The companies had argued that allowing them to take on more debt would help pump cash into the struggling mortgage market.
The disclosure by the Office of Federal Housing Enterprise Oversight came at the end of a week of speculation that the regulators would allow the government-sponsored companies a wider investment berth. The companies' shares had soared on Wall Street in an otherwise skidding market.
OFHEO director James B. Lockhart said the risk of allowing the companies to take on more debt was too great.
Combined, Fannie and Freddie hold or guarantee two-thirds of all US home mortgages. "Their safety and soundness is of paramount importance," Lockhart said.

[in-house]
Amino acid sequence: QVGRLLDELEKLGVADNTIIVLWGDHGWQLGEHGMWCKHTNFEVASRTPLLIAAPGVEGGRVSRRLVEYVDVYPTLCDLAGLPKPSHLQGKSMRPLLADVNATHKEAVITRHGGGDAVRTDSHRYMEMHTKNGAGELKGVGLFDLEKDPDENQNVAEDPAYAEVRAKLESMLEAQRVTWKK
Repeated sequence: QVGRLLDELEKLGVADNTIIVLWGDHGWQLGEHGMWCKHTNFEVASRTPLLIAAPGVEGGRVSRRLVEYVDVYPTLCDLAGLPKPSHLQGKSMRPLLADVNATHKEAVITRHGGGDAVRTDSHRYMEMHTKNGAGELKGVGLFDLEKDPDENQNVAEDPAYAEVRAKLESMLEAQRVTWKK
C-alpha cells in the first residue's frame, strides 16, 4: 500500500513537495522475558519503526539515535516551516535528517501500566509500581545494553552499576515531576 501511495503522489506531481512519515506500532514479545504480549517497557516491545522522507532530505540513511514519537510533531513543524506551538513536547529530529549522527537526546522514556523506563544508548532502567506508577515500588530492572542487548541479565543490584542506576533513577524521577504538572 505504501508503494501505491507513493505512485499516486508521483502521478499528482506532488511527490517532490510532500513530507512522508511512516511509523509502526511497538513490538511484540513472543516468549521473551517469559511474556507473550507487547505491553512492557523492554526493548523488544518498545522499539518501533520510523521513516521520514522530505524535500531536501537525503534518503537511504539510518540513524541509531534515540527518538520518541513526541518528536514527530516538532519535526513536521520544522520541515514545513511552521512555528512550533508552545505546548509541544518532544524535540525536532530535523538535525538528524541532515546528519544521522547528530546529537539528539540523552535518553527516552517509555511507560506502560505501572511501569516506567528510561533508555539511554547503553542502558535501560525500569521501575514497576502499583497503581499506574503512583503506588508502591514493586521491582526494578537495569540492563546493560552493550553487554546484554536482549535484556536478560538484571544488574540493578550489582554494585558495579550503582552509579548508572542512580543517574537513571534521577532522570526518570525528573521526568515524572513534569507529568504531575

It was Lockhart's office that installed caps last year on the companies' mortgage investment holdings in response to multibillion-dollar accounting scandals at both companies in recent years.
Fannie's debt cap is set at $727 billion, Freddie's is set at $724 billion.
"The marketplace should have confidence that [the companies'] securities are trading efficiently," Lockhart said in a statement. He said the agency would keep the request for an increase "under active consideration" and continue to reassess the issue.